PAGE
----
The introduction of a competitive marketplace has,
in due course, led to the uprooting of monopolies,
the destruction of the privileges
of established organizations and the obliteration of
economic inefficiencies. When Knowledge Capital
is delivered as a knowledge support service
via a competitive marketplace, the existing
strongholds of knowledge monopoly, of office-holder privileges
and of wasteful information handling will be endangered.|
Feudalism, as a form of land ownership, prevailed until land became a readily marketable commodity. Industrial production, in the form of protectionist mercantilism or national industrial policy still prevails, but is in the process of being swept away by globalization of free trade and by the lowering of transaction costs through electronic commerce.
At this stage of USA development over 67% of all wages and salaries are for information work. I estimate that at least a half of that pays for people whose jobs are unaffected by a competitive marketplace. This includes just about all corporate bureaucracies (consuming about one third of the total cost of goods sold), just about all government plus a vastly wasteful support infrastructure such as in health services, law and education.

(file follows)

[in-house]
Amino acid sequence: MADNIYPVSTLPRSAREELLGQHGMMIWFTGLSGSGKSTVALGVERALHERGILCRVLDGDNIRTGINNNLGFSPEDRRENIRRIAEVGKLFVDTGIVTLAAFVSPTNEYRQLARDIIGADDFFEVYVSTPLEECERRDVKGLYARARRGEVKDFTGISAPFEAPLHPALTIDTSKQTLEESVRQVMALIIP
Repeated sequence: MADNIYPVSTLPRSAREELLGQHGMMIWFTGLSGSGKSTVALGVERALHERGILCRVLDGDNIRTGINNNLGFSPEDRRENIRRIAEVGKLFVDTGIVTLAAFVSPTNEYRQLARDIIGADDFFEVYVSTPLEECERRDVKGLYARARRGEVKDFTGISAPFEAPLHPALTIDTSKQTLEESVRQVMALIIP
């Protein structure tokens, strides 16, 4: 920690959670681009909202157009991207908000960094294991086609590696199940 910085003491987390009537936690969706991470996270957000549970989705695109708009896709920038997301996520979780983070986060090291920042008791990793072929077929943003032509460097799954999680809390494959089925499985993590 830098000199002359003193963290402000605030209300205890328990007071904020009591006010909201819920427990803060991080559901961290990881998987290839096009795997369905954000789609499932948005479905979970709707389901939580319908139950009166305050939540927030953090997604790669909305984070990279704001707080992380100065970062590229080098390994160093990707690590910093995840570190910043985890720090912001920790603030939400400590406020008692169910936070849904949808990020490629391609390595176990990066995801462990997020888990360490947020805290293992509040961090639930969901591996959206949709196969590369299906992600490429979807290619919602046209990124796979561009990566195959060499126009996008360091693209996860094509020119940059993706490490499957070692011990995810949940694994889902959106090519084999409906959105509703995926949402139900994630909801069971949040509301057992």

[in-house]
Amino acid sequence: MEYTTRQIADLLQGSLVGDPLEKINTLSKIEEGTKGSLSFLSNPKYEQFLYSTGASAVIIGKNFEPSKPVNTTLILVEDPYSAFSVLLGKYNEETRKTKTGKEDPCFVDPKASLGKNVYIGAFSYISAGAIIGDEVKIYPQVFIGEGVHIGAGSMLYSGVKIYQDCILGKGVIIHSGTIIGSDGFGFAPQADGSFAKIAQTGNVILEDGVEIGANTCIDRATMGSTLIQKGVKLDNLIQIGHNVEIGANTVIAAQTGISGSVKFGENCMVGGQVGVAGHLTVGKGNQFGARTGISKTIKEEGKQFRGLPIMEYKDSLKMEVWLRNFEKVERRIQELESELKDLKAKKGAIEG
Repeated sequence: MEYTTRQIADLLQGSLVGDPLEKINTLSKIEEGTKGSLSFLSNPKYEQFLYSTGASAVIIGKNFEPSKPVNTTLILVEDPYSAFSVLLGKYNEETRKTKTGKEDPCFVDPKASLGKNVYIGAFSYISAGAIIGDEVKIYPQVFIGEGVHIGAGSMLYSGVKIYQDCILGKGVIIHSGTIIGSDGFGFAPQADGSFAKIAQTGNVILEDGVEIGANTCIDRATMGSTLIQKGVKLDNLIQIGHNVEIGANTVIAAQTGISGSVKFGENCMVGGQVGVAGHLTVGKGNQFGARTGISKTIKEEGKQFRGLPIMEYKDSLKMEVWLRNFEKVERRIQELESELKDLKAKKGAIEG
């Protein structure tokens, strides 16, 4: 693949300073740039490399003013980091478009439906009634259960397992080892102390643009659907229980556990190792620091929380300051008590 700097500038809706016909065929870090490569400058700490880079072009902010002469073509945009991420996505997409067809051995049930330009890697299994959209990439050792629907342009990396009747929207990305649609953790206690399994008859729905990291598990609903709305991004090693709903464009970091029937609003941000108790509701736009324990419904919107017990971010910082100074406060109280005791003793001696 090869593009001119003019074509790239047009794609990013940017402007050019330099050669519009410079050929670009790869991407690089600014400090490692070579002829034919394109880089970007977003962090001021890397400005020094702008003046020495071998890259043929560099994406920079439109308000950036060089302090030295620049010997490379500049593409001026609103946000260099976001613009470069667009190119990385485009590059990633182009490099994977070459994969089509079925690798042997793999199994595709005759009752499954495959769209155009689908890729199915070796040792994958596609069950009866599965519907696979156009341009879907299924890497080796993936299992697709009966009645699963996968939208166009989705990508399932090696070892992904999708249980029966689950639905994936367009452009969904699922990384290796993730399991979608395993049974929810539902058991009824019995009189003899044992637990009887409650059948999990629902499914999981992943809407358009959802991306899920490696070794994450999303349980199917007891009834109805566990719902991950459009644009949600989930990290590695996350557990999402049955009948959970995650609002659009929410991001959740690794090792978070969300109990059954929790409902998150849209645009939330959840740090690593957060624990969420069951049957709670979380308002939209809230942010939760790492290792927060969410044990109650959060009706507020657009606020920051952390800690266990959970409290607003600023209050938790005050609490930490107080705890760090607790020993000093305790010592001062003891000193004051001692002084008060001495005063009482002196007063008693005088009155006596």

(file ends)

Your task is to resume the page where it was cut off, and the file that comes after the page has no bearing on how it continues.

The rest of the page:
The most plausible forecast of what is likely to happen can now be based on what occurred in the past: when the accumulation of inefficiencies becomes unaffordable innovative institutions will deliver the means for creative destruction of whatever is not viable.
The future of the new era based on competitive marketing of Knowledge Capital services is emerging. Over the next decade we will see a transformation from fixed overhead costs - set by fiat - to competitively priced variable services - with values set by the marketplace.
That change will be at least as painful as what has happened in the past when monopolies had to yield to competitive encroachments. As we keep marveling about the harnessing of information technologies in the service of knowledge management we must be reminded that all revolutionary changes have been always countered by counter-revolutionary reactions.
The destination of knowledge services is clear, but how long it will take to get there is still a guess and gamble.